Quotables Roundup: This Week In Hollywood Ageism
“There are things that are really disappointing about being an actress in Hollywood that surprise me all the time,” Maggie Gyllenhaal recently remarked to TheWrap Magazine.
The rest of Gyllenhaal’s comment has since gone viral:
I’m 37 and I was told recently I was too old to play the lover of a man who was 55. It was astonishing to me.”
Of course, Gyllenhaal isn’t the only celebrity fielding questions about Hollywood ageism this week. Michael Caine, Jane Fonda, and Blythe Danner have, each in separate interviews, also remarked on youth, aging, and the casting process.
Michael Caine stars in Youth, a film which, by one Deadline columnist’s account, received “anywhere from a 10- to 17-minute ecstatic standing ovation” at Cannes yesterday.
At a Cannes press event, Caine recalled his own experience discovering he was, at least according to casting directors, too old to play a romantic lead. He’d returned a script, believing the role was too slight. The script was returned to him with an addendum: Caine wasn’t reading for the romantic lead, but for the character’s father.
“And that’s when my career changed. …I suddenly realized I wasn’t gonna get the girl anymore. But I was gonna get the part, and I really did get some parts, because after I lost the girl, I got a couple Academy Awards, so that was okay.”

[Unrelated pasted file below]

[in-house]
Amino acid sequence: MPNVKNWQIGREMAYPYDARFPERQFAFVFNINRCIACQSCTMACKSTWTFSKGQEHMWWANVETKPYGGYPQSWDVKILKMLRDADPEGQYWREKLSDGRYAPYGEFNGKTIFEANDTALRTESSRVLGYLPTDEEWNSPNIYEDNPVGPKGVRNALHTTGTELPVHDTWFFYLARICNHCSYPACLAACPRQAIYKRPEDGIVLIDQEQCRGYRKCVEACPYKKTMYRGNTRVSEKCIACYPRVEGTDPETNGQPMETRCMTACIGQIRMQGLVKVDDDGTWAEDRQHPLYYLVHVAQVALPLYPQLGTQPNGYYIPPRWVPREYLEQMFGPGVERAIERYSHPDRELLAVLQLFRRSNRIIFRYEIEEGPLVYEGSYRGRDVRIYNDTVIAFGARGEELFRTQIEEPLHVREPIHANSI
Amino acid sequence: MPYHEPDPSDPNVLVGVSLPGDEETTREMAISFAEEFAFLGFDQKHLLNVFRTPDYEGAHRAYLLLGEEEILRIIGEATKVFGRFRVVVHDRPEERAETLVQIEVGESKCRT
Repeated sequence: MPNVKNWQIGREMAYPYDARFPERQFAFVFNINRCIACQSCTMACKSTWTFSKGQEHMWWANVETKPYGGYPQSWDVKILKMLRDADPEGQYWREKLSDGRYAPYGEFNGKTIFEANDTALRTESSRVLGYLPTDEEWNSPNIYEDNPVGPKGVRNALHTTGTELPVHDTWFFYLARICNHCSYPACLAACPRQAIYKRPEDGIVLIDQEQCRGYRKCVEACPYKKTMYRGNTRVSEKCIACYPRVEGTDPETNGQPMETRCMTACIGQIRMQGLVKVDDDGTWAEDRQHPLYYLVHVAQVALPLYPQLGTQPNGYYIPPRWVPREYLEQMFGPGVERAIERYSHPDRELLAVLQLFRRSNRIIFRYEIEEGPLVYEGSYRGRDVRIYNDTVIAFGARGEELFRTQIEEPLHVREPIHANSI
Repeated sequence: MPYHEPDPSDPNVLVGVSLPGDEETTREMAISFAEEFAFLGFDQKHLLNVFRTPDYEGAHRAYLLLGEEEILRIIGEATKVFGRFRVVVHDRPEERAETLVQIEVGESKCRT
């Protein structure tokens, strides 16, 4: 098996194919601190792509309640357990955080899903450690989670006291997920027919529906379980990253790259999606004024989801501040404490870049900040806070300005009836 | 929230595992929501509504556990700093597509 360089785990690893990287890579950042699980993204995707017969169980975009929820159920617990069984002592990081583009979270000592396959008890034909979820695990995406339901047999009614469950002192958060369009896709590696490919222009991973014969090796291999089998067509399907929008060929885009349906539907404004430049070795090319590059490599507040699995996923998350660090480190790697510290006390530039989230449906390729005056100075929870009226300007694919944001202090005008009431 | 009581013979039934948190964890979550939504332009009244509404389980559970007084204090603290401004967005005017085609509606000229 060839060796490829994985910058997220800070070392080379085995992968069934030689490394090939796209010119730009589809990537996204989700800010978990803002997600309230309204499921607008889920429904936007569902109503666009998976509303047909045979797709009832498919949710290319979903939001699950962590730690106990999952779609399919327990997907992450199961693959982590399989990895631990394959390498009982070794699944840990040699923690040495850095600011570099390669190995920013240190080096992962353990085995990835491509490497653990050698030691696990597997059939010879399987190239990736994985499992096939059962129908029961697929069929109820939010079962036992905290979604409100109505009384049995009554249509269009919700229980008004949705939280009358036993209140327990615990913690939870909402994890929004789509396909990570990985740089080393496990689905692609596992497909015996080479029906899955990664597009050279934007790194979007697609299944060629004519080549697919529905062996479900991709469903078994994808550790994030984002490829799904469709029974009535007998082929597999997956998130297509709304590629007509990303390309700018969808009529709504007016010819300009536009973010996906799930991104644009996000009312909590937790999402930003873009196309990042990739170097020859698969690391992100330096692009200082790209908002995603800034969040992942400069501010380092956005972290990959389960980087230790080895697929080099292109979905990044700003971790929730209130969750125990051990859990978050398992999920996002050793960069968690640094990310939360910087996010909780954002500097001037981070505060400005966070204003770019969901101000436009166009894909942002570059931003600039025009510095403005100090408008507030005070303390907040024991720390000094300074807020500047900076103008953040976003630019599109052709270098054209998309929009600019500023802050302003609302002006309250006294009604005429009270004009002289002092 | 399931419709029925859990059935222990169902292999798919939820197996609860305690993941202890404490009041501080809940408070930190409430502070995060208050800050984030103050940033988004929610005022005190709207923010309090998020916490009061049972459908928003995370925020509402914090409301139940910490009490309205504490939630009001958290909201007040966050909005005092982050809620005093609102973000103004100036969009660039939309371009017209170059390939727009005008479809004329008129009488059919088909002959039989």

Caine, on playing “grandfatherly” types:
“The only alternative to playing elderly people is playing dead people. So I’m quite smart. I picked elderly people.”
Caine, who is 82, apparently has multiple nude scenes in Youth. (Presumably costar Harvey Keitel also performs in-the-buff, but this is hardly news: Keitel has always been game for anything.) Michael Caine, on the matter of his role’s nudity:
“It didn’t matter to me because it’s the only body I’ve got. …An aging body, also, to people who are not old, this is what’s going to happen to you. So don’t get too smart about it.”
Jane Fonda also appears in Youth, in what critics have repeatedly called a scene-stealing cameo. Fonda answered questions about Hollywood’s ageism in a recent interview with the Guardian:
“I wish I were brave enough to not do plastic surgery but I think I bought myself a decade.”
Fonda, on actors’ “challenging careers”:
“[T]here’s so much emphasis, especially for a woman, on how you look. You’re not in control.”
Meanwhile, Blythe Danner—perhaps best known to the younger set as Gwyneth Paltrow’s mother—stars in I’ll See You in My Dreams. At the age of 72, this is Danner’s first-ever starring film role.
Danner, in an interview with Vulture:
“You just don’t see movies about my generation very much. We’re invisible. And I’m glad that these young people are responding to the fact that you will grow old and die. You will suffer. We all experience loss, and grief is the price we pay for loving.”
Perhaps we really are, finally, on the precipice of a more interesting Hollywood. “A lot of actresses are doing incredible work right now, playing real women, complicated women,” Maggie Gyllenhaal told TheWrap. She continued,
“I don’t feel despairing at all. And I’m more looking with hope for something fascinating.”